In my recent Pinterest browsings I came across an intriguing product by Rolling Mill Resource on Etsy: laser cut paper patterns that create low relief patterns and textures when used to imprint metal in a rolling mill. When I saw them, not only did I think they were very cool, but I had a flash of inspiration. They looked a lot like embossed stamped paper. Having been creative with my wedding invitations and thank-yous, I have all that stuff in the dark recesses of my supply closet. So, I pulled them out to see what I could do with them.
There's nothing special about the materials I used. I only wanted to see if it would work at all. I didn't even break out the card stock and just grabbed some inexpensive 20# white paper from my printer.Materials
· paper (I used plain white 20#, but would try card stock next time)
· clear embossing ink
· red embossing powder (one of my wedding colors)
· a cute swirly vines stamp, about 2x3 inches in size
· an embossing gun
· copper sheet metal (I used 22g in this sample)
· micro torch
· charcoal block or some other surface on which you can anneal metal
· pickling agent
· brass brush
· rolling mill
The first step is to dab on the embossing ink to the stamp, then to make a stamp on the paper. It will basically just look wet where the lines are. If you happened to be exposed to glitter at some time in your life, then applying embossing powder to the stamp impression is much the same process. You dump a bunch on the wet parts, wait a second while you put the open container somewhere safe and flat where you can, then, carefully pick up the paper with the tower of embossing paper and, folding the paper slightly to create a channel, carefully dump the loose embossing powder back into its container. What you will be left with will look something like this:
I'm going to explain this as if you stole your embossing supplies from someone else and maybe aren't entirely sure what you're dealing with. If they're your supplies this should all be annoying review. Plug in your embossing gun somewhere nearby, if you haven't already. Place the paper on a heat-safe surface (like your charcoal block or a marble tile). Turn on your embossing gun, which will get really, really hot very quickly, point it at the paper, holding it about an inch away from the embossing powder.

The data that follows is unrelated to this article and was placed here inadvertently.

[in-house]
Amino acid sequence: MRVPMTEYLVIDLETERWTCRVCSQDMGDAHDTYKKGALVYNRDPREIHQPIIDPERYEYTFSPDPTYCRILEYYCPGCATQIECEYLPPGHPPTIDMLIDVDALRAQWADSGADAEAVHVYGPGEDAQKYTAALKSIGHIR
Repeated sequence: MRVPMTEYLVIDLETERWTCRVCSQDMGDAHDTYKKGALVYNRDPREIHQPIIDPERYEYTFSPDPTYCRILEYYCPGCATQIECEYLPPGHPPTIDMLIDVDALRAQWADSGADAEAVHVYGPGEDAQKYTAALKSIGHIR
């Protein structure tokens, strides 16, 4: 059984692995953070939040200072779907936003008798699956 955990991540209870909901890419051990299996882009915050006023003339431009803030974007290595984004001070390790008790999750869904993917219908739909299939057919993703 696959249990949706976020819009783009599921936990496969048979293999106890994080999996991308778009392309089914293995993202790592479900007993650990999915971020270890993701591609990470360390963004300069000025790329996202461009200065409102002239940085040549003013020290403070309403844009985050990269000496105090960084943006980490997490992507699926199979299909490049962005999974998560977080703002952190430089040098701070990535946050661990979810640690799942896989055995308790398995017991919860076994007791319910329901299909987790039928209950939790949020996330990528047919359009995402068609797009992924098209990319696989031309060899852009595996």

Like with many soldering projects, you'll move the tip of the gun around the surface covered with powder to get it warm. Once it's all warm you'll start to see some parts get shiny. Generally, at that point, I work slowly around that point, gradually working outward as each part melts and becomes shiny.
Now that that's all set, you'll want to cut a piece of copper sheet metal about the same size as your stamped design. Again, here I didn't use the thickest metal I had, since I wasn't sure this would work, and used 22 gauge.
To get the best impression possible on the copper sheet you'll need to anneal the metal. ToAnneal copper, place the metal on your annealing surface, like a charcoal block, and heat it with a large bushy flame from a micro torch until it's a homogeneous dull red. Turn off the torch and let the metal cool slightly, then finish by quenching it in water. This process makes the metal softer.
If you've annealed the metal properly then the skin of the metal will have turned black. To make it shiny again you'll want to pickle and clean the surface with a brass brush to make it shiny again.
Once the metal is shiny again, place the paper, embossed side against the metal, and run it through the rolling mill. If you've never seen roll printing, or are wondering how to do it, Rio Grande has a great video that shows you better than I could.
So, how did my sample turn out?
Once it came out of the rolling mill I noticed two things. First, the embossing powder totally stuck in the grooves. I had to use some hot water and the brass brush again to get it all out. Second, the impression was not very deep. However, since I didn't actually pickle and clean this particular sample, once I cleaned up the surface the recesses really stood out and I was, in the end, really happy with the depth of the impression. It's deep enough to give the metal character without being so deep that it affects the way I can use the metal.
So, do you have a rolling mill? If not, is it something you've ever wanted to try? What would you want to do with one? If you have one, have you tried this before? What interesting things have you done with your mill? Would you try this?
Thanks, all, for stopping in! I always appreciate it!